Reader Brielle had the following question for us:
I have 1 year old twins (11 months adjusted). My little girl is doing great, but my little boy is slightly delayed in some areas. One area that I’m concerned about is his diet. He. Will. Not. Eat. Food!!! He only wants to nurse! He won’t take a bottle or sippy cup. (I try every day.)
We first started solid foods when they were 6 months, and he has always been a struggle to feed, but there have been times when he will eat. But not anymore.
The doctor hasn’t really given any suggestions. His weight is right on track, so the doctor isn’t concerned about development. I feel like I will be nursing forever! I was hoping to start weaning them, but I can’t if he won’t eat anything else. Has anyone experienced anything similar? Any suggestions??
Brielle, it sounds like your son may have an aversion to solid food. Feeding therapy is available, usually through your local speech therapist. When my daughters’ pediatrician suggested seeing a speech therapist for dinnertime issues, it sounded crazy to me. I quickly realized that speech therapists work with children on all aspects of oral motor control.
Feeding therapy changed our lives. I am not knowledgeable enough to be able to predict what the source of your son’s dislike of solid foods, cups and bottles is. However, my daughter suffered from trouble swallowing (dysphagia) due to poor tongue muscle control thanks to a tongue too big for her mouth (macroglossia). A few months of tongue exercises made mealtimes manageable and helped her get the calories she needed.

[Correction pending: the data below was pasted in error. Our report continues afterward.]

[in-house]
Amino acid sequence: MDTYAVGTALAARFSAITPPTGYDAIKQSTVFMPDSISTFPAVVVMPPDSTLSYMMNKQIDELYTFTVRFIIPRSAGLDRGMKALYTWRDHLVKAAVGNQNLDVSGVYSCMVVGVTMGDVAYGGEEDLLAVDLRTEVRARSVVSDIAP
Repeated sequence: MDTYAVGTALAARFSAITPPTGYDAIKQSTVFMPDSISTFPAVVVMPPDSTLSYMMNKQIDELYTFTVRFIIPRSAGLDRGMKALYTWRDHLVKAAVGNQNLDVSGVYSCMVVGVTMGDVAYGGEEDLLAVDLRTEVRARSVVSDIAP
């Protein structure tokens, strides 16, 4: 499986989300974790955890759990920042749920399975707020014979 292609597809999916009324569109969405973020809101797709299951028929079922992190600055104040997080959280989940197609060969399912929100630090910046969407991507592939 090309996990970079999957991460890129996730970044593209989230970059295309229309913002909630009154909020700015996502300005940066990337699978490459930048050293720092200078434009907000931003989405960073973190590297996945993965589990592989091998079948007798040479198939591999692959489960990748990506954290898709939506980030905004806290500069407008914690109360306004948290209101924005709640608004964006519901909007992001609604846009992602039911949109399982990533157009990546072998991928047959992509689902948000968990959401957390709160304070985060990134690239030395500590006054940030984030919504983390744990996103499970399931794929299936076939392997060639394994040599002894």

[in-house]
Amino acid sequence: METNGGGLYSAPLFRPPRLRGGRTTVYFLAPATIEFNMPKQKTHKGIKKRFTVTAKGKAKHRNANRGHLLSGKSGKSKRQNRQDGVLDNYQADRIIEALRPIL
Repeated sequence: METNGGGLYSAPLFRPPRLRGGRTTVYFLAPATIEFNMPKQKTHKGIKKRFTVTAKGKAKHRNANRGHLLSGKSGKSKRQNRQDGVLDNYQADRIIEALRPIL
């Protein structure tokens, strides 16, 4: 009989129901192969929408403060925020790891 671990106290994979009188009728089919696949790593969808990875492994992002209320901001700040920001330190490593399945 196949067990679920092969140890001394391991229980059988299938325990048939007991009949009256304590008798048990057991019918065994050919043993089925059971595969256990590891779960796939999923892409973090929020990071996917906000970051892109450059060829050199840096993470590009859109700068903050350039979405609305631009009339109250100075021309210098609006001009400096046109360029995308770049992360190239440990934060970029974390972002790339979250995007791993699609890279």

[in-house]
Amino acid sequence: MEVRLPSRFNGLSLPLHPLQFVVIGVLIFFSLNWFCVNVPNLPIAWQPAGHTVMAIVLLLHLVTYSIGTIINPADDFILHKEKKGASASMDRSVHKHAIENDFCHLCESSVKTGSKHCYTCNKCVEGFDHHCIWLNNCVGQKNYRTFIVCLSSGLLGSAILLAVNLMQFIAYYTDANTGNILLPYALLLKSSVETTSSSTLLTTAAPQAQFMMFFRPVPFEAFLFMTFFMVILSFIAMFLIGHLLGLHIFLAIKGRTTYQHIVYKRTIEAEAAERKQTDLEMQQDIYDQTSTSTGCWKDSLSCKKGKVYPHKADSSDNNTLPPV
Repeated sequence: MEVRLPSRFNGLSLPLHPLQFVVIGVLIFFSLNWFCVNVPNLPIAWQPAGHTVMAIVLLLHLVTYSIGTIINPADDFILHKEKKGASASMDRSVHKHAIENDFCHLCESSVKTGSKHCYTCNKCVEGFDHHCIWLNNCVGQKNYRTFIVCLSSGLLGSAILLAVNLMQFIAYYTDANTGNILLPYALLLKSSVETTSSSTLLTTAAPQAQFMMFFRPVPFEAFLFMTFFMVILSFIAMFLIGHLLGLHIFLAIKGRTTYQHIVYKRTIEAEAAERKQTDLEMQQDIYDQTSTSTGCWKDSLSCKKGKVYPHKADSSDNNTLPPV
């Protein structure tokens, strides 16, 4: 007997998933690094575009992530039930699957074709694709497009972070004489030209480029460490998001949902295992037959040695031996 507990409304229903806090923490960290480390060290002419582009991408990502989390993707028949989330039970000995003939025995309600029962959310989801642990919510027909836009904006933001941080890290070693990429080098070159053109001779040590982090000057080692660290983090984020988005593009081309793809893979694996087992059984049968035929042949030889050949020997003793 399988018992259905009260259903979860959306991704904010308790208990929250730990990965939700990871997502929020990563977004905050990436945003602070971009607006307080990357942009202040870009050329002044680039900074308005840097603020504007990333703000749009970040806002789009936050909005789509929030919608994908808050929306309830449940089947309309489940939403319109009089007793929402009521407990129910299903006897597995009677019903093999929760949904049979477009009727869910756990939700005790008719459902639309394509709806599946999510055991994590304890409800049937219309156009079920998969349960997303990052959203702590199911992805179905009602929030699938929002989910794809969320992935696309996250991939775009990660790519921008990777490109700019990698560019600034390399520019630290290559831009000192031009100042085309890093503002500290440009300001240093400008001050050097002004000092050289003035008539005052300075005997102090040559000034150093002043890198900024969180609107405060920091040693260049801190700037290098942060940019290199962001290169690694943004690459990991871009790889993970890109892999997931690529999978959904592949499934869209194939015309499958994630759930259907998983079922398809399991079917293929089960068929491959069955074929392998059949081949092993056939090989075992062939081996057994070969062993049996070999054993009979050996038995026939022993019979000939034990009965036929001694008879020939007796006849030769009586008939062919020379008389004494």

HDYDI author Goddess in Progress‘s youngest daughter has also been through feeding therapy and Marissa‘s son is working on it right now. Their situations sound more like your son’s. I’m pleased to report that Goddess’s daughter now willingly eats crackers, sandwiches, and other solid foods. Marissa’s son has been seen chowing down on a pickle!
- Ask your doctor for a speech therapist referral.
- If he/she is not supportive of your going down this path, get a list of available speech therapists in your area from your health insurance company.
- Document details of your feeding efforts between now and your first speech therapist appointment. Write down what you try and the details of your son’s reactions.
- Once you do start meeting with a speech therapist, make sure that he/she is someone your whole family is comfortable working with.
- Do your homework. Make sure your son does any exercises he is supposed to do. Make it fun.
Please let us know how it goes, Brielle. And HUGE kudos for having breastfed twins for a full year!
Anyone have other advice for Brielle? Your own feeding therapy stories?